It’s a key question in the debate over the Trump administration’s Nuclear Posture Review:
Does adding a couple of low-yield weapons to each of America’s ballistic missile submarines make the U.S. safer, or move the U.S. closer to nuclear war?
Defense Secretary Jim Mattis believes a low-yield option that doesn’t rely on an airplane having to penetrate enemy air defenses increases deterrence, and therefore lowers the risk of miscalculation, especially by the Russians.
It’s a perfectly logical argument, but it’s one that arms reduction advocates and skeptical members of Congress have a hard time accepting.
In his testimony before the House Armed Services Committee Tuesday, Mattis tried repeatedly to make the case that the whole point of having a handful of low-yield missile warheads was not for the U.S. to use them, but to make sure America’s enemies doesn’t use theirs.
Mattis invoked the name of former Secretary of State Henry Kissinger, who testified before Congress last month that while the U.S. may have no offensive need for smaller tactical nuclear weapons, it doesn’t want to be in a position where its only response is an all-out nuclear war.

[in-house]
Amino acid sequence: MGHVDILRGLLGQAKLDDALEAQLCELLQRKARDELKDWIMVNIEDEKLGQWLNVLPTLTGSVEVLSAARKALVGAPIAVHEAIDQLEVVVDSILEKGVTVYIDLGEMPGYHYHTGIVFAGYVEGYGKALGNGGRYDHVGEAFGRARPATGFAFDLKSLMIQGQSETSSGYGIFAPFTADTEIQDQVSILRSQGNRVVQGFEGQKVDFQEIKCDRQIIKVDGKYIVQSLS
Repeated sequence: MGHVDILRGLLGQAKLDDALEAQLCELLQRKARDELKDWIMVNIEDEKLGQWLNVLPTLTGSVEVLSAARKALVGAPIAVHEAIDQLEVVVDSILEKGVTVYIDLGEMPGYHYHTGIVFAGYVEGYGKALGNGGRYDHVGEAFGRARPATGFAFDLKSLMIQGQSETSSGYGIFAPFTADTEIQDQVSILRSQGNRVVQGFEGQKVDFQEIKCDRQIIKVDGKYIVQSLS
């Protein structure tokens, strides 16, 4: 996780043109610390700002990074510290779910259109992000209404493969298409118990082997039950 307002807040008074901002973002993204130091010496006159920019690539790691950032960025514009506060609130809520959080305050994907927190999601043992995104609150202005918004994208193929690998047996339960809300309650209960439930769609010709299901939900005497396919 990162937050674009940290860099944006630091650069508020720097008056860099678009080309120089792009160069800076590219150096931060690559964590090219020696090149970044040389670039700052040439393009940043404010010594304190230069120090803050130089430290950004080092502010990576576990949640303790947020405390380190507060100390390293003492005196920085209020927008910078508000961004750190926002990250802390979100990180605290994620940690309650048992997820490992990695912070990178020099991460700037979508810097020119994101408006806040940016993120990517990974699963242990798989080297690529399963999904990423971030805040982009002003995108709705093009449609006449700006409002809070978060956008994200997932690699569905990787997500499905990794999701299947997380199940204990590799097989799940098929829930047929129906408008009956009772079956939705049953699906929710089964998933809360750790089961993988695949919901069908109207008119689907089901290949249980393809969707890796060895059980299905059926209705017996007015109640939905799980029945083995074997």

“If the technology develops in such a way that other major countries possess them, we should think carefully before we put ourselves into a position where our only response is an all-out nuclear strike,” Kissinger testified before the Senate Armed Services committee Jan. 25.
Or as Mattis put it, “We don’t want someone else to miscalculate that because they are going to use a low-yield weapon, that somehow we would confront what Dr. Kissinger calls ‘surrender or suicide.’ We do not want even an inch of daylight to appear in how we look at the nuclear deterrent.”
Mattis made clear that the low-yield option was in direct response to Russia’s doctrine of “escalate-to-deescalate.”
“What it does is it makes very clear that we have a deterrent if the Russians choose to carry out what some of their doctrine people, their political leaders have promoted, which would be to employ a low yield nuclear weapon in a conventional fight in order to escalate-to-deescalate, in other words to escalate to victory, and then deescalate,” Mattis said. “We want to make certain they recognize that we can respond in kind, and that we don’t have to go with the high yield weapon.”
The U.S. currently has a low-yield version of the B-61 nuclear gravity bomb, which can only dropped from an airplane, such as a stealthy F-35.
The new plan is to augment that capability by retrofitting about two dozen existing W-76 warheads that are currently deployed on submarine-launched D-5 Trident missiles.
The current high-yield warhead has a two-stage design in which a small fission explosion triggers a much more powerful fusion reaction.
On some of the warheads, the fusion component would be removed, leaving only the smaller fission device, resulting in a lower yield that can be delivered by a intercontinental ballistic missile launched from a submarine.